Coaching Football's "Little Things"

Developing a Consistently Successful Football Program

Archive for February, 2016

Attacking Defenses

Posted by admin February - 23 - 2016 - Tuesday ADD COMMENTS

I spent part of last weekend in Northern Virginia at the Nike Coaches Clinic. It was an honor to be asked to speak at the Fellowship of Christian Athletes breakfast Saturday and share my testimony! Then I had an hour to present a topic that I think is important to any OC’s successful play-calling experience— How to Attack Defenses. I shared what I think are some rather “unique” concepts when discussing HOW to attack a defense. Of course, I am partial to the Delaware Wing T “Order of Offense” when it comes to recognizing attack points along the defensive front. However, I emphasized in the introduction that no matter what offense you run, there are factors that a play caller needs to be aware of to get the maximum benefit out of his offensive attack.

One thing I encourage ALL coaches to do is to be a “Student of the Game.” In this instance, to study principles of warfare. An understanding of the strategies and tactics (do YOU know the difference???!!!) of great generals and/or (I love) the US Marine Corps. I’ve shared on this website the book entitled “Warfighting” by USMC General Gray. A very important read!

Beyond that, I want to share a couple of things that perhaps you’ve never considered a part of “attacking defenses.” I won’t go into detail here but if you’d like a copy of the Power Point presentation, email me.

Those “unique” and often under-recognized factors that you can utilize in attacking defenses are:
1- Your HUDDLE(S). Changing the tempo creates problems for defenses. We “regular” huddle on occasion but most of the time we either go No Huddle or “Sugar” Huddle; i.e., huddle close to the LOS, break fast and snap the ball on a quick count.
2- CADENCE. Have a varied cadence keeps defenses off balance. We also incorporate “shooting” the hand down by our linemen in our “long” cadence to draw the defense into possibly tipping their hand on blitzes.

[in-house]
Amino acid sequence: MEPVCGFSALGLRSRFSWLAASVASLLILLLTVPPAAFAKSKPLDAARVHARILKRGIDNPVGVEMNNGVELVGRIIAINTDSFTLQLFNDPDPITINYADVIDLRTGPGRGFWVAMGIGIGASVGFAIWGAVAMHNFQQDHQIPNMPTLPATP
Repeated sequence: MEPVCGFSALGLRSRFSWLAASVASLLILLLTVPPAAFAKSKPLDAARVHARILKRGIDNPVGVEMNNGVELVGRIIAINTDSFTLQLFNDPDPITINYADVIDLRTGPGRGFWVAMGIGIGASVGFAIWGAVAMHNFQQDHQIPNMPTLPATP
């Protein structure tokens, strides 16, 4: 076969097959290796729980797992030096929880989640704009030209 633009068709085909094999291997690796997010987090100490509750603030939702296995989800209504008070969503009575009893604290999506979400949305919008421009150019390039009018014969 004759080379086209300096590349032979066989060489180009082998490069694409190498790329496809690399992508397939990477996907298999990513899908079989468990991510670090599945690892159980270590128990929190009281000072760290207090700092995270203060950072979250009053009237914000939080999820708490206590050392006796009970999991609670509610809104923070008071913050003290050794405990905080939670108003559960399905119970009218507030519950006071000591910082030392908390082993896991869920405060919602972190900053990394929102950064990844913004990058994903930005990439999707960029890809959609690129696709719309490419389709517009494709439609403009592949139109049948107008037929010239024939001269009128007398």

3- ALIGNMENTS/PACKAGES. This is something new that I just “bought into” recently. Different looks (with the SAME plays!!!) force the defense to adjust on the run. More importantly, it adversely affects their preparation during the week.
Then the “normal” factors…
4- SCOUTING AND GAME PLANNING. Another principle of warfare: “Know your opponent.” You need to study your opponent and plan accordingly.
5- GAME ADJUSTMENTS. This one factor is, I believe, the single most important factor that separates the “good” coach from the “great” coach. It’s the ability to “adjust on the run.” Recognizing changes that your opponent has made and making the appropriate adjustment so that your attack remains effective.

Have A System

Posted by admin February - 16 - 2016 - Tuesday ADD COMMENTS

My staff and I often knew on Sunday evening if the team we were about to play on Friday had much of a chance of beating us… just by watching a few game videos. The teams that ran 3 different offenses in the 3 game videos we watched were, we felt, doomed to mediocrity. How can you install a new offense in 3-4 days and be ready to execute well enough to win on Friday? It’s almost impossible.

I know that frustration leads to emotional decisions but… be careful about trying to change too much in one week. You think you’re frustrated now??!!! Wait until game time when your kids are floundering and your offense or defense is getting whipped. THAT’S a frustrating time.

You need to explore and set upon a “system” right now in the off-season… when you have time to study and learn it. I think you need to have a “system.” The talking heads on sports programs tend to belittle the idea of having a “system.” That somehow that limits you in what you can accomplish. Welllllllllllll… Oregon has a system. Alabama has a system. Ohio State has a system. They all seem to do pretty well even though they operate in a “system!!!” You need something you can “hang your hat on.” You need something that you are “known for” in your conference or division. What we all need is an identity.

I sat in on an interview with the AD at my former school yesterday. He was nice enough to ask me to help in the interview process for my replacement. I asked the young coach who we were meeting with, “What kind of offense will you run if you are selected as the new HC?” His answer kinda disturbed me. Putting it succinctly, he was all over the place. He’d do this and he’d do that! If he had a passing QB, he’d install the spread. If he had… and on and on. I started thinking: It’s nice to be flexible but… you run the risk of simply trying to install too much. Too many blocking rules; too many plays; too many changes and the result is going to be a lot of frustrated players.